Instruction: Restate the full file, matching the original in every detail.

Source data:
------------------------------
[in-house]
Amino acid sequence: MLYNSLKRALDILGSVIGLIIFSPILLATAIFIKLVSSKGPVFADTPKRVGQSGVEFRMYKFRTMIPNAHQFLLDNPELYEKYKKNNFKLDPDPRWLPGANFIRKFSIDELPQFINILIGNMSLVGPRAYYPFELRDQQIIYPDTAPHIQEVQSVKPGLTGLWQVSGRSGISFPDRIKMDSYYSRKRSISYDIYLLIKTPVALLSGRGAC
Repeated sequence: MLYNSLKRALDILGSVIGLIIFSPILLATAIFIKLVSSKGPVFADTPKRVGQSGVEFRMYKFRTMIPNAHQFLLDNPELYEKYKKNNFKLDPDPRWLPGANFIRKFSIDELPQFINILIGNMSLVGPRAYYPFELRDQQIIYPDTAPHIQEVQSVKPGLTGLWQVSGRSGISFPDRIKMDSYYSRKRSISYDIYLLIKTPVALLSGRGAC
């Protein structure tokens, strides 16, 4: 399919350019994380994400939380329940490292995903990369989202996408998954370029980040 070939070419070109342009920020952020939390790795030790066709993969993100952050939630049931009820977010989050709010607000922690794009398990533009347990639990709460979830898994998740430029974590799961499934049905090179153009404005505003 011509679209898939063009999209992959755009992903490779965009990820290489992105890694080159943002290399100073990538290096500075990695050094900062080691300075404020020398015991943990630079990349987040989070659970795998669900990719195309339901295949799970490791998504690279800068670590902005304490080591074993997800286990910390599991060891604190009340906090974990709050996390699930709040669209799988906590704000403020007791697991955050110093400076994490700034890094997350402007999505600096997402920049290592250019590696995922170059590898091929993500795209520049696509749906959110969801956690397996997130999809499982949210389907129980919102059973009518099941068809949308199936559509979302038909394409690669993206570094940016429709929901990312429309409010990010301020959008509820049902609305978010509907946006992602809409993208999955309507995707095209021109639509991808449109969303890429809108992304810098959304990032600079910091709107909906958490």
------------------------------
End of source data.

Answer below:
[in-house]
Amino acid sequence: MLYNSLKRALDILGSVIGLIIFSPILLATAIFIKLVSSKGPVFADTPKRVGQSGVEFRMYKFRTMIPNAHQFLLDNPELYEKYKKNNFKLDPDPRWLPGANFIRKFSIDELPQFINILIGNMSLVGPRAYYPFELRDQQIIYPDTAPHIQEVQSVKPGLTGLWQVSGRSGISFPDRIKMDSYYSRKRSISYDIYLLIKTPVALLSGRGAC
Repeated sequence: MLYNSLKRALDILGSVIGLIIFSPILLATAIFIKLVSSKGPVFADTPKRVGQSGVEFRMYKFRTMIPNAHQFLLDNPELYEKYKKNNFKLDPDPRWLPGANFIRKFSIDELPQFINILIGNMSLVGPRAYYPFELRDQQIIYPDTAPHIQEVQSVKPGLTGLWQVSGRSGISFPDRIKMDSYYSRKRSISYDIYLLIKTPVALLSGRGAC
């Protein structure tokens, strides 16, 4: 399919350019994380994400939380329940490292995903990369989202996408998954370029980040 070939070419070109342009920020952020939390790795030790066709993969993100952050939630049931009820977010989050709010607000922690794009398990533009347990639990709460979830898994998740430029974590799961499934049905090179153009404005505003 011509679209898939063009999209992959755009992903490779965009990820290489992105890694080159943002290399100073990538290096500075990695050094900062080691300075404020020398015991943990630079990349987040989070659970795998669900990719195309339901295949799970490791998504690279800068670590902005304490080591074993997800286990910390599991060891604190009340906090974990709050996390699930709040669209799988906590704000403020007791697991955050110093400076994490700034890094997350402007999505600096997402920049290592250019590696995922170059590898091929993500795209520049696509749906959110969801956690397996997130999809499982949210389907129980919102059973009518099941068809949308199936559509979302038909394409690669993206570094940016429709929901990312429309409010990010301020959008509820049902609305978010509907946006992602809409993208999955309507995707095209021109639509991808449109969303890429809108992304810098959304990032600079910091709107909906958490």